Has a geotechnical investigation been performed, with a Geotechnical Engineering Report generated as a result of the findings of a Licensed Professional Engineer? I would be very concerned about the heavy clay content of the soil, together with all other soils encountered at the tank site w/ soil and rock characteristics & classifications thoroughly identified, and properties provided. Also, what type of rock is encountered on the tank site, extents, randomness of outcroppings, any identified fissures, stratification, depths encountered and its allowable bearing pressure?

I suggest that you obtain the services of a qualified Licensed Professional Engineer that specializes in both Civil and Structural Engineering. Also, You'll need to hire a licensed Geotechnical Engineer and a Materials Testing Agency.

Sorry, we cannot perform the actual design of your water storage tank foundation here in the CR4 Forum. We can only provide engineering advice.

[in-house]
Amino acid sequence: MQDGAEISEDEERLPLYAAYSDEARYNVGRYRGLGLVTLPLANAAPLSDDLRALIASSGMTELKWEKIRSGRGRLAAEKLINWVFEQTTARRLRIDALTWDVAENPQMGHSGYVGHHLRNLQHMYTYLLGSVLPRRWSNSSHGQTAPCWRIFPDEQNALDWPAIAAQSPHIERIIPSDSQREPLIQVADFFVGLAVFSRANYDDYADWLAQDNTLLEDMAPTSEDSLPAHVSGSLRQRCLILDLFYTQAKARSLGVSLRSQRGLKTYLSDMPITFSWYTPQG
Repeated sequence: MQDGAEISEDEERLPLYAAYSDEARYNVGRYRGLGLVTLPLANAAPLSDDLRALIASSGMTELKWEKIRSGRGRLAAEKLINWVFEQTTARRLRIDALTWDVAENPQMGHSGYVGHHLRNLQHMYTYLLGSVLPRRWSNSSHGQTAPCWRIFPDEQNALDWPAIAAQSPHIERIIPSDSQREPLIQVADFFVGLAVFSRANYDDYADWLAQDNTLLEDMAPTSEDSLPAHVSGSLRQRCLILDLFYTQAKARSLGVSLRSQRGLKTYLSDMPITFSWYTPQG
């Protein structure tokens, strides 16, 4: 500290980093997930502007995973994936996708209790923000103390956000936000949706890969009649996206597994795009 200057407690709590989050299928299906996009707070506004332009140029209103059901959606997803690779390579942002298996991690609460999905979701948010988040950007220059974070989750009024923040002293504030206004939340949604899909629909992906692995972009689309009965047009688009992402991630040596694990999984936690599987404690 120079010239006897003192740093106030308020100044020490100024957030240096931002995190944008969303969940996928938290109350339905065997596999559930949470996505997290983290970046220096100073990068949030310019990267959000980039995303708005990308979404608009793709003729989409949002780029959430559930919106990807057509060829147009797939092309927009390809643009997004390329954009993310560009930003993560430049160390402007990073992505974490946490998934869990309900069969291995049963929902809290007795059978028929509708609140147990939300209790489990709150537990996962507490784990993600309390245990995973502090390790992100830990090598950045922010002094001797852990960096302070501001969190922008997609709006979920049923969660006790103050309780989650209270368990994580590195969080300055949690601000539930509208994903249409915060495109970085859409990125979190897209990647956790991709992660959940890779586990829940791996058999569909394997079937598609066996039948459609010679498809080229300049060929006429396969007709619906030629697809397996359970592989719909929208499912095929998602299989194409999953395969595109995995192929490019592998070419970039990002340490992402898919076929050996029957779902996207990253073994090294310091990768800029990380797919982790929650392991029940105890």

Good luck with your project.

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#3
In reply to #1

Re: Concrete Slab Thickness

01/30/2010 12:17 AM

Captmoosie -- Good engineering answer. For a 3 million gallon tank, 96 feet in diameter.

I'm trying to keep from fits of ROFL's at your expense by surmising that you missed some decimal points here.

This guy has a 3000 gallon water tank!! 8 ft. diameter and 8 feet high. If he pays more than $1200 for the new tank he's paying too much. He could hardly get a licensed engineer to talk to him for that price. The only possible reason he could need engineering on that project is because the local building officials won't give him a building permit without a PE seal on the plans. (And it's likely that someone's relative is the only engineer in the jurisdiction).

Out our way (7 miles from the hypocenter of the 1989 Loma Prieta, 7.0 magnitude) no permits at all are needed for tanks less than 5000 gallons. And our local county planning department is completely off the wall on the subject of earthquake safe construction. Over 5000 all they really care about is that you have the right setbacks and a 4" fire hose connection. Conventional practice is to level the site within 2 inches. Steel and redwood tanks are put on 4 " thickness of 1" gravel to forestall moisture buildup under the tank. Plastic tanks can go right on the leveled ground. 4" concrete slab standard driveway construction is all that's needed for tanks sitting on that kind of base.